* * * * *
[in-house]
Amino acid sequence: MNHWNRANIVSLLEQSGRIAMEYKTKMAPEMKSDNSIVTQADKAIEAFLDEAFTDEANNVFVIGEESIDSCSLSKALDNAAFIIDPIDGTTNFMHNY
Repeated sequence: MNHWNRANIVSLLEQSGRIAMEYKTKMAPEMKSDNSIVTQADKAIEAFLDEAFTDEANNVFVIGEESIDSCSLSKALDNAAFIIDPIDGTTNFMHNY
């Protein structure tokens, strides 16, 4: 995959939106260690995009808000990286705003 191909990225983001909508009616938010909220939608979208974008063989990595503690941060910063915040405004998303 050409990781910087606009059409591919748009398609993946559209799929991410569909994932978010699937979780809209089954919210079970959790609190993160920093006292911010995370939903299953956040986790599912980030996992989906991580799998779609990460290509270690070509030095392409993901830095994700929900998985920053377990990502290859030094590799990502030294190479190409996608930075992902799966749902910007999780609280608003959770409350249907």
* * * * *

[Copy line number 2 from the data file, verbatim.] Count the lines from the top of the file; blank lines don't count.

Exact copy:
Amino acid sequence: MNHWNRANIVSLLEQSGRIAMEYKTKMAPEMKSDNSIVTQADKAIEAFLDEAFTDEANNVFVIGEESIDSCSLSKALDNAAFIIDPIDGTTNFMHNY